Jam and Native Shrubs!
So I was looking for something to put on my toast the other day, and found a forgotten jar of Elderberry Jam. For those of you who have not tried this great jam, I highly recommend trying it out. The flavor is a sweet, yet partially mild taste, and best of all, it comes from one of our own native shrubs: Sambucus canadensis or Elderberry (who would have thought right?!). If you are not a fan of jam with your toast, this does not mean you should exclude this shrub from your landscape. Birds love the berries, and it has a wonderful white flower that is just starting to bloom which is a nice second tier to the earlier blooming shrubs. The shrub likes to be in moist soil, and is typically found growing along creek banks, in an open wet meadow, or a hedgerow. If the plants are planted in a spot that they really like, they will flourish because of the healthy seed crop that they produce each year. Turns out it can even be weedwacked (ask my father) and still continue to grow. It only kills them the second time you weedwack the plant! Out on a Landscape Visionaries session a week ago, I found twenty to thirty wild elderberries growing on a property, and then out at Stateline Woods this week, I found another great clump of the wild elderberry.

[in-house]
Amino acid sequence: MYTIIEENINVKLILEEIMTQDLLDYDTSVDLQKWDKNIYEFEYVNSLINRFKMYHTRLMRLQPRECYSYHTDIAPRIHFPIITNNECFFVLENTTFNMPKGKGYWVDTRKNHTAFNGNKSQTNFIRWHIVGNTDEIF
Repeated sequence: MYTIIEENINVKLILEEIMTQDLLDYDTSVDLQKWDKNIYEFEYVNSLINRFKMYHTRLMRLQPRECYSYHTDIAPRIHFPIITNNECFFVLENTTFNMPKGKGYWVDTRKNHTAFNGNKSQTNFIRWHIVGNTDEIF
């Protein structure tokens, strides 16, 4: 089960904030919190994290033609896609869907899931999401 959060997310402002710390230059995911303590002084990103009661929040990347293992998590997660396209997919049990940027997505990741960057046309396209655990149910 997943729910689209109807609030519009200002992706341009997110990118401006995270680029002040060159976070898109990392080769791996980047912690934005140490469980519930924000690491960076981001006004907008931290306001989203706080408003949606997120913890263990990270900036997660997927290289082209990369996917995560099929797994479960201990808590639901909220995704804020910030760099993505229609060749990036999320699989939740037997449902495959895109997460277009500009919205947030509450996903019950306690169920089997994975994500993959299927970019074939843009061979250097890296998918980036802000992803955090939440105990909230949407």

This is certainly a plant to add into your landscape for the interesting structure, pretty flowers, and delicious berries. Though if you decide that you want to harvest the berries, realize that you are going to have to fight off the indigo buntings, and other song birds that prefer the berry from an elderberry tree.
If you are looking for a jam recipe, I am not the person to ask!